“We need to revitalize the arts and sciences of today; we need to take responsibility for the future” said Mae Carol Jemison in 2002. 13 years after and it seems that only now we are starting to understand her message back then. Just few weeks ago, president Obama signed the student act which in part integrate art into the education curriculum, moving from STEM to STEAM (Read more about it in my last week newsletter). It wasn’t until companies like Google and Apple proved that art and science as creative fields, can lead to innovation and business success till we started to see a shift in mind. I like the term for this phenomenon “a renaissance of renaissance thinking”: art and science combined, as represented by the great work of Leonardo Da Vinci.
On her twitter account Jemison described herself as “First woman of color in space, Physician, Scientist, Engineer, Explorer & Futurist”. Jemison is a NASA astronaut who became the first African American woman to travel in space (when she went on the Space Shuttle Endeavour on September 12, 1992). Jemison is also a dancer and an art collector who is a real arts advocate. She calls on educators to teach both the arts and sciences, both intuition and logic, as one — to create bold thinkers.
On her TEDTalk she spoke about the idea that people have that science and the arts are really separate and different things. But what we enjoyed, as human beings, up to that point in 2002 was based on knowledge and ideas that came up in the ’50s, ’60s, and the ’70s. Wonderful things such as the internet, genetic engineering, laser scanners, fiber optics, high-definition television, sensing and many others that all these almost without exception, are based on ideas and abstract and creativity from the years before.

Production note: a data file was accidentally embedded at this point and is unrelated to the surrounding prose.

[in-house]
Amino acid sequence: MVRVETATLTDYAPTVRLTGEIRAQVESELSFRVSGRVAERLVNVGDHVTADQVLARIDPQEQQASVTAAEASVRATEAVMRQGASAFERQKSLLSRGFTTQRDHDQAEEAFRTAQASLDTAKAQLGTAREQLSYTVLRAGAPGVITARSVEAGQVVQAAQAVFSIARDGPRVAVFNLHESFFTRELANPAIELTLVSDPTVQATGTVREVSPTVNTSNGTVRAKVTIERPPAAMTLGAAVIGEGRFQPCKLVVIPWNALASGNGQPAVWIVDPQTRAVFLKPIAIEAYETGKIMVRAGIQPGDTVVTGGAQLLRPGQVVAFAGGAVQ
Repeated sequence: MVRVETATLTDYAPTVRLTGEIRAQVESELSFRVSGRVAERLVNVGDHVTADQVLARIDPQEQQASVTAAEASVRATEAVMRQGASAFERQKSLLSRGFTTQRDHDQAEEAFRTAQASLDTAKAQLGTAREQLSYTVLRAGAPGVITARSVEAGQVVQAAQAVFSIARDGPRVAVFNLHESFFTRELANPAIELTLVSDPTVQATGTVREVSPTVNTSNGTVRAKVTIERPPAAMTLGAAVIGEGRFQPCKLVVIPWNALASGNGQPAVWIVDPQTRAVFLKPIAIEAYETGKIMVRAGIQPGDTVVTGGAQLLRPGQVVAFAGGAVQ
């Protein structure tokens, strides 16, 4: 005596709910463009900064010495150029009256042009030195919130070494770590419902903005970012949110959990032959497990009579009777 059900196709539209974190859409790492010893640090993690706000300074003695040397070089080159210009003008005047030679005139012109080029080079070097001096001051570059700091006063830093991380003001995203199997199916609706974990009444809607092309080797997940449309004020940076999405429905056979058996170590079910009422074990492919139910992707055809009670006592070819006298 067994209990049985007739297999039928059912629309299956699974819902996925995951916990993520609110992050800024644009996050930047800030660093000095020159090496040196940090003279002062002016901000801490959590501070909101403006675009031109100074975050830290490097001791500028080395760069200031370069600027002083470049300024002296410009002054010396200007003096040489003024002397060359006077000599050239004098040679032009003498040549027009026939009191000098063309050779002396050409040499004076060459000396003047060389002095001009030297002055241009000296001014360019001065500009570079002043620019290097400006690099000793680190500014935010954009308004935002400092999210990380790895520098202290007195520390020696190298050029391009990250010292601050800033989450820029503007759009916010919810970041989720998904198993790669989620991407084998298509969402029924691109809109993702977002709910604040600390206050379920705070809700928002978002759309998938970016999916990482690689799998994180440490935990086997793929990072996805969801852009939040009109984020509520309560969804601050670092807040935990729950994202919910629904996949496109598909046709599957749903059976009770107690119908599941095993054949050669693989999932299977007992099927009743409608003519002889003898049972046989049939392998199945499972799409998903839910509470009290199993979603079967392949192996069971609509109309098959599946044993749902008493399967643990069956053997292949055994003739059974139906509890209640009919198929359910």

If we keep thinking that the arts are separate from the sciences then we’re going to have problems, she claimed. What’s important for people to understand is that conceiving, building and launching space shuttle springs from the same source as the imagination and analysis it took to create great artwork – both the space shuttle and the Mona Lisa or Starry Nights represents human creativity.
“The difference between science and the arts is not that they are different sides of the same coin, even, or even different parts of the same continuum, but rather they’re manifestations of the same thing. The arts and sciences are avatars of human creativity. It’s our attempt as humans to build an understanding of the universe, the world around us. It’s our attempt to influence things, the universe internal to ourselves and external to us. Science provides an understanding of a universal experience, and arts provide a universal understanding of a personal experience.”
Watch Mae Jaimosn 2002, TED Talk below: